On Friday, we brought you the first half of the Chiefs player rankings, No. 1 through No. 25. For those that missed them, you can find them here.

This list is the rest of the roster, rated in the order we think they stack up after 16 games. The number in () is where they ranked back in early December after 12 games. Not surprisingly, as you read through this group of players you will come to the conclusion I did – the Chiefs need to update and improve the talent level from the bottom up.

Here they are:

26. C/G Rodney Hudson (23) – The second-round choice saw just less than 150 plays in the offense over his rookie season, working at left guard for Ryan Lilja. Hudson performed well against Pittsburgh and Green Bay, but not so good against Chicago. He did not get a chance to perform at center, where he’ll likely find himself in the 2012 season. There appears to be an upside with Hudson.

27. WR Terrance Copper (32) – It was essentially the same year for Copper as last season, and the one before that. He got a handful of snaps on offense, but made his mark for the most part on special teams. As a fifth wide receiver he plays to the standard most teams are looking for from that spot.

28. OT Steve Maneri (49) – Until the last part of the season, Maneri was one of those names on the roster that people had forgotten about because he never seemed to play. But Maneri got more exposure late in the season, and most of that came while he served as a third tight end. He even caught a pass out of that formation. Maneri played tight end in college and in his limited participation he showed he has some athletic ability.

29. S Reshard Langford (29) – Just about every time Langford is given a chance to get more playing time, he ends up stubbing his toe with that opportunity and then the coaches go elsewhere to find the talents he can bring to the defense. Langford is a good athlete who probably needs to be allowed to just play and make his mistakes and learn. That hasn’t happened for him with the Chiefs.

30. ILB Cory Greenwood (37) – Limited to working in the kicking game (only 12 defensive snaps), Greenwood does a good job week-in and week-out getting down field in coverage and blocking in the return game.

31. CB Jalil Brown (41) – The fourth-round choice really became a factor in the kicking game over the last half of the season, and especially in the last four games. Earlier in the season he had some special teams blunders, but he made big strides as the season road to a conclusion, and that’s something you don’t ordinarily see from first-year players.

32. DE Wallace Gilberry (17) – Much was expected of Gilberry when the season began. He worked hard at putting on more weight, while not losing his quickness or burst. But an early knee injury slowed him down and he never seemed to completely recover.

33. OLB Andy Studebaker (28) – He went from starting training camp as the starter at OLB in place of the departed Mike Vrabel, to barely getting on the field defensively through the season, with just a big over 200 defensive snaps. With the arrival of Justin Houston, Studebaker is going to have to make his contributions on special teams.

34. CB Travis Daniels (25) – Journeyman DB is a solid contributor as fourth corner. But there is no upside with him, especially if he should have to step in and play all the time. His ability to play both CB and S gives him more worth when piecing together a roster.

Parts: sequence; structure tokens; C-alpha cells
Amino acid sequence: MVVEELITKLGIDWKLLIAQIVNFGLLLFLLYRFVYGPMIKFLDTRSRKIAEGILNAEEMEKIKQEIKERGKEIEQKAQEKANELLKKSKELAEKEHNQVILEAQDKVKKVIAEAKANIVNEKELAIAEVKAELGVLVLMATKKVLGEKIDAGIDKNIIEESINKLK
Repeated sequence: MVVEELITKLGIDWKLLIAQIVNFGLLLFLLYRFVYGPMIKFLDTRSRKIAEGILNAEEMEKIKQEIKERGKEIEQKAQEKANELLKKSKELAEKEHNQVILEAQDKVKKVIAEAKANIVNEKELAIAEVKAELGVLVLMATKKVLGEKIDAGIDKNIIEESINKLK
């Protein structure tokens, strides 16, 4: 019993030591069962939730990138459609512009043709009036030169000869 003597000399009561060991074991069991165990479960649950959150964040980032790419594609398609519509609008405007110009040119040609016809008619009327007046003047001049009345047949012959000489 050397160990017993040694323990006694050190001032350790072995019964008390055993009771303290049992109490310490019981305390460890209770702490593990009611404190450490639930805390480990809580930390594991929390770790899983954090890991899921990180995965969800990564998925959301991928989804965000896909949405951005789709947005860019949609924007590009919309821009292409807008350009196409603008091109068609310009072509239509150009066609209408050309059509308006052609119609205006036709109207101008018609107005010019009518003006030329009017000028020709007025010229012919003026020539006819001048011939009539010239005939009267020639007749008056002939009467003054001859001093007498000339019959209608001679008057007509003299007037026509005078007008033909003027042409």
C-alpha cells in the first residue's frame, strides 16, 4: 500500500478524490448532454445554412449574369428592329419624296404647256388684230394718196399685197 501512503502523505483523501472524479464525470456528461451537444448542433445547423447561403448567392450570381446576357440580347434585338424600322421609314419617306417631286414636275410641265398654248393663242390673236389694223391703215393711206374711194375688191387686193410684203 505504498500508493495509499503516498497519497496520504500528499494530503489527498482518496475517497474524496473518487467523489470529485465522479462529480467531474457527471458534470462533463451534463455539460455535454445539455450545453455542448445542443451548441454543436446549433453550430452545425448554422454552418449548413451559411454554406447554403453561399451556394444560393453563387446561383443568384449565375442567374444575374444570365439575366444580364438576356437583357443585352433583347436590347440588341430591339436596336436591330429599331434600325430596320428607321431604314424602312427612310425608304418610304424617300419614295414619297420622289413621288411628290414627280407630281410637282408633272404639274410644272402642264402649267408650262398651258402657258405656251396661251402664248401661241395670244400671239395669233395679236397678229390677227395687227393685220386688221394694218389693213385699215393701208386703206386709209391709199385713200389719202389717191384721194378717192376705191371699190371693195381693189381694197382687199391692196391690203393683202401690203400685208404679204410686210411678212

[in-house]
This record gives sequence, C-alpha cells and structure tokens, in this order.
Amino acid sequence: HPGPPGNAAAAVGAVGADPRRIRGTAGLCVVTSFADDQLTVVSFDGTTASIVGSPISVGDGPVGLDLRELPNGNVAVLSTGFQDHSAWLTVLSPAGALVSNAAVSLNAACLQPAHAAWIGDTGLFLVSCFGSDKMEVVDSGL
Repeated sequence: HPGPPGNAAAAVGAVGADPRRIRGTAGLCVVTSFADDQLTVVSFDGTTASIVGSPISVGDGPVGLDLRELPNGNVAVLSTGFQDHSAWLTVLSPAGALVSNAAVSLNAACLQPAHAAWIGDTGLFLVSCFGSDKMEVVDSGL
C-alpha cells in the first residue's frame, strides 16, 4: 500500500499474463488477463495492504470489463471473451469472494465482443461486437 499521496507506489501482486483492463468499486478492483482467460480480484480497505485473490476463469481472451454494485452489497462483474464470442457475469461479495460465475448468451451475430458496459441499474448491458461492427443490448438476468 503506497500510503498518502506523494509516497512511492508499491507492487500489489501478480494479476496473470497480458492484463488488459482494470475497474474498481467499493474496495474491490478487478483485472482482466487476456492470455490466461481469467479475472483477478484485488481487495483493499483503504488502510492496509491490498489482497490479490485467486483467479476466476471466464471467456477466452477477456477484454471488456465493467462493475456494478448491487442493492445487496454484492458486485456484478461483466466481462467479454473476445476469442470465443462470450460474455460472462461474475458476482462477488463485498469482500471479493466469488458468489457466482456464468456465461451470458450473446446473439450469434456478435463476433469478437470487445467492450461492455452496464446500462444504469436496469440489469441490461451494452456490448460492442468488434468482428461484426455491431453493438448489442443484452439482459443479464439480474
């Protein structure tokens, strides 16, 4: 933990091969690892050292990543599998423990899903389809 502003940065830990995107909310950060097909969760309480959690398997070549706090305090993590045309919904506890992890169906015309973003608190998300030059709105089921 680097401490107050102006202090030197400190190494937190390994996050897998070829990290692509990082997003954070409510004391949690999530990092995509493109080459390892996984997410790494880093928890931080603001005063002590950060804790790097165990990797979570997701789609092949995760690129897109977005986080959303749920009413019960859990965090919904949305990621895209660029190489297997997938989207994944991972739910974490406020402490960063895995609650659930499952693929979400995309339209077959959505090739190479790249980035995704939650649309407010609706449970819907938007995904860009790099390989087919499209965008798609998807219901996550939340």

35. FB Le’Ron McClain (35) – He was seldom used as a conventional fullback, and did not get enough touches on the ball to really be a factor in the offense. He saw some special teams snaps there, but with little production. McClain never seemed to be in the type of shape that Todd Haley was looking for and that may have limited his chance.

36. ILB Demorrio Williams (30) – Defensively, Williams was really not a factor as he had fewer than 75 snaps on the season. On special teams he become more productive as the season went on, finishing among the top tacklers in the kicking game.

37. LS Thomas Gafford (31) – The only mark against him was missing a pooch punt call that left holder Dustin Colquitt hanging in the wind on a play. He’s solid as a snapper and provides some coverage work down the field.

38. SS Jon McGraw (39) – It’s tough to find a better person on the roster than McGraw. As for his production on the field, it’s dropping on a yearly basis. Injuries got in his way all season and he appeared in just under 500 plays on the season, or about half of the defense over the year.

39. RB Thomas Jones (40) – The 12-year veteran’s production actually went up in the last quarter of the season, but it could not wipe away the snapshots of a season here there appeared to be holes to run and Jones was no long quick or fast enough to use them.

40. WR Jonathan Baldwin (34) – By the time his injury from the locker room fight in training camp were healed enough to play, almost half the season was gone. He ended up getting on the field for approximately 400 plays and there was very little good that came from those chances. His work in blocking left much to be desired and his route running was shaky at best. Hopefully for the Chiefs, this was just a bad start for the first-round draft choice.

41. DT Jerrell Powe (45) – That Powe only saw the field for nine plays on defense is a crime and should never have happened. Powe needed a bigger taste to show himself and the coaches what he can do. Now, he rolls into 2012 as largely an unknown.

42. WR Jeremy Horne (44) – Saw less than a half-dozen plays on offense and was largely a kicking game contributor. He’s fast, athletic and will run down and hit anything. There’s not much after that.

43. WR Jerheme Urban (43) – We are told he makes contributions that we can’t see, and there’s no doubt he’s a team player and a good guy to have in the locker room. But there is not enough of a visible payoff to justify him having one of 53 spots.

44. TE Anthony Becht (42) – It’s a pretty sad state of affairs when a journeyman TE who was on and off the roster twice ends up being the team’s best tight end.

45. OLB Cameron Sheffield (27) – His spot on the personnel ladder was usurped by rookie Justin Houston who zoomed past him into the role Sheffield was going to play – the other pass rusher opposite Tamba Hali. Sheffield had less than 150 defensive snaps.

46. OT Jared Gaither (38) – Not quite sure why the Chiefs would allow the guy to just leave, but that was the call they made. Yes, he immediately became a starter for the Chargers at LT, but where are the Lightning Bolts right now? Sitting at home with the Chiefs.